South Sudan to change currency to improve economy - govt spokesman

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South Sudan President Salva Kiir. (Alex McBride/AFP).
South Sudan President Salva Kiir. (Alex McBride/AFP).

South Sudan's cabinet agreed on Friday to change the country's currency in order to improve the economy, the government spokesman said, without giving further details.

"The cabinet has decided that the current currency should be changed....This is to improve our economic situation," information minister Michael Makuei Lueth told a news conference in the capital Juba following a cabinet meeting.

The country's currency is the South Sudanese pound, adopted when the country gained independence from Sudan in 2011 after a long civil war.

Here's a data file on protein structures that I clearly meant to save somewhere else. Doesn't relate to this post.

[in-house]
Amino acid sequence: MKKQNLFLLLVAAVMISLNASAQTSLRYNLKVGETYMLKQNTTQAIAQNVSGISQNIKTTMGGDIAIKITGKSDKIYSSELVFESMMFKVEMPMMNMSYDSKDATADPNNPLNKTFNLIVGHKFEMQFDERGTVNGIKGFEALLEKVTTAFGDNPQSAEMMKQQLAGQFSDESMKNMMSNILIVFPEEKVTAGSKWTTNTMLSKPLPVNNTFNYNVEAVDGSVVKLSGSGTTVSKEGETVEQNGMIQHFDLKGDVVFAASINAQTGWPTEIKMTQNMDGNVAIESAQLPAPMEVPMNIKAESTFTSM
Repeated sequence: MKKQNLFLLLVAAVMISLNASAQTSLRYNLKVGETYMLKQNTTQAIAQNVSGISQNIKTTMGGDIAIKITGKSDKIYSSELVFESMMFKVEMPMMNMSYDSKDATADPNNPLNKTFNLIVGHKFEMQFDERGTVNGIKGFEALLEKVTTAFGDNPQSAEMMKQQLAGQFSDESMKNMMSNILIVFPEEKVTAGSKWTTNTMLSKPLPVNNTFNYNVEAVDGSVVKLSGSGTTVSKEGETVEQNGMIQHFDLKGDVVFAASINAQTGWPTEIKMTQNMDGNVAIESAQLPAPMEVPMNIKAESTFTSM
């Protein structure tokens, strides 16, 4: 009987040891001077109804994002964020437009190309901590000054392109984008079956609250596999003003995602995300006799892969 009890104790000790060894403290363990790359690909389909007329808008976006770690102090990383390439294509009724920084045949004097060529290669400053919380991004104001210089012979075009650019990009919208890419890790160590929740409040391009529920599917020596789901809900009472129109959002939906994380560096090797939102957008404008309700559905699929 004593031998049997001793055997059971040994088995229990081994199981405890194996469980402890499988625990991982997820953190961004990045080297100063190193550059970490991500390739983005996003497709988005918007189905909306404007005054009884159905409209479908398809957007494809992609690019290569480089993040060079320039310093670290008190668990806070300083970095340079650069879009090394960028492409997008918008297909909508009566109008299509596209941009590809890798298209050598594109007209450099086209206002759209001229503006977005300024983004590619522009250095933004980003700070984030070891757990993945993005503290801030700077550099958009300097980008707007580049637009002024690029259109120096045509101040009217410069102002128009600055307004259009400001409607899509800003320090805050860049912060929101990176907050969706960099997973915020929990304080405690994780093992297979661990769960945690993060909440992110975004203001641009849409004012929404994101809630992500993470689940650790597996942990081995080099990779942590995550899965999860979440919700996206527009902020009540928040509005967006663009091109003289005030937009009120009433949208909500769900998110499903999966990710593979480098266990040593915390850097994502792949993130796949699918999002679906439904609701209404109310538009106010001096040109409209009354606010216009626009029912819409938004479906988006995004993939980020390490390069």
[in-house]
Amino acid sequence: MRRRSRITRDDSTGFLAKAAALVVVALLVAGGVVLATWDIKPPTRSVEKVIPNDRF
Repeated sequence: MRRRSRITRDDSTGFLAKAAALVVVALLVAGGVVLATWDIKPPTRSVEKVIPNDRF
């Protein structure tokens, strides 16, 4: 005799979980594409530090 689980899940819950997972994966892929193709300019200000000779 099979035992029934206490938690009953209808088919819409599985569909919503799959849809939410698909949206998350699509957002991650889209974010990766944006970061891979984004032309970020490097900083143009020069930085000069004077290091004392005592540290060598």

Another war, along with graft and mismanagement, led to an economic crisis in the oil-producing nation. In July, a central bank official announced that South Sudan had run out of foreign exchange reserves and could not stop the pound's depreciation.

Many citizens are keeping their money at home, while others say "if they take their money to the banks, it will be confiscated", he said.

He did not give a date when the new currency will be introduced.

"We will have the new currency anytime....this is the information to the people and the people will be given a time limit."

He said Friday's cabinet meeting was also attended by the representatives of the commercial banks operating in the country, who are part of an economic committee working with the central bank.

"The committee was given seven days to report back with a clear policy on the economy," he said.

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